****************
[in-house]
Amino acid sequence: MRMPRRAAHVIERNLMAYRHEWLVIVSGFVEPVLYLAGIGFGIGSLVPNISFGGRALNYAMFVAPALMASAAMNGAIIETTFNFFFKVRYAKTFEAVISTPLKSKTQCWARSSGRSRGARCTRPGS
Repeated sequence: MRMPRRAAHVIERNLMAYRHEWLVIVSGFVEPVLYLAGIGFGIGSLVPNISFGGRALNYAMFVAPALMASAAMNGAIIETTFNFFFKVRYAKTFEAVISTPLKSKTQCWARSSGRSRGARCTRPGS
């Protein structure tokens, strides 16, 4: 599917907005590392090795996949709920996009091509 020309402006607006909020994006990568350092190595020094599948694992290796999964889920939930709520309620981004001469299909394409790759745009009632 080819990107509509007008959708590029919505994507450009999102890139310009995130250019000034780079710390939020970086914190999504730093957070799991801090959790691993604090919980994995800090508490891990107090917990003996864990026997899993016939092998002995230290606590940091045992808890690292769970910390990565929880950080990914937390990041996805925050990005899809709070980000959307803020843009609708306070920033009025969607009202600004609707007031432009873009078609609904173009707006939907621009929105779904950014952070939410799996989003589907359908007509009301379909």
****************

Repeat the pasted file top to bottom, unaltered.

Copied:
[in-house]
Amino acid sequence: MRMPRRAAHVIERNLMAYRHEWLVIVSGFVEPVLYLAGIGFGIGSLVPNISFGGRALNYAMFVAPALMASAAMNGAIIETTFNFFFKVRYAKTFEAVISTPLKSKTQCWARSSGRSRGARCTRPGS
Repeated sequence: MRMPRRAAHVIERNLMAYRHEWLVIVSGFVEPVLYLAGIGFGIGSLVPNISFGGRALNYAMFVAPALMASAAMNGAIIETTFNFFFKVRYAKTFEAVISTPLKSKTQCWARSSGRSRGARCTRPGS
């Protein structure tokens, strides 16, 4: 599917907005590392090795996949709920996009091509 020309402006607006909020994006990568350092190595020094599948694992290796999964889920939930709520309620981004001469299909394409790759745009009632 080819990107509509007008959708590029919505994507450009999102890139310009995130250019000034780079710390939020970086914190999504730093957070799991801090959790691993604090919980994995800090508490891990107090917990003996864990026997899993016939092998002995230290606590940091045992808890690292769970910390990565929880950080990914937390990041996805925050990005899809709070980000959307803020843009609708306070920033009025969607009202600004609707007031432009873009078609609904173009707006939907621009929105779904950014952070939410799996989003589907359908007509009301379909």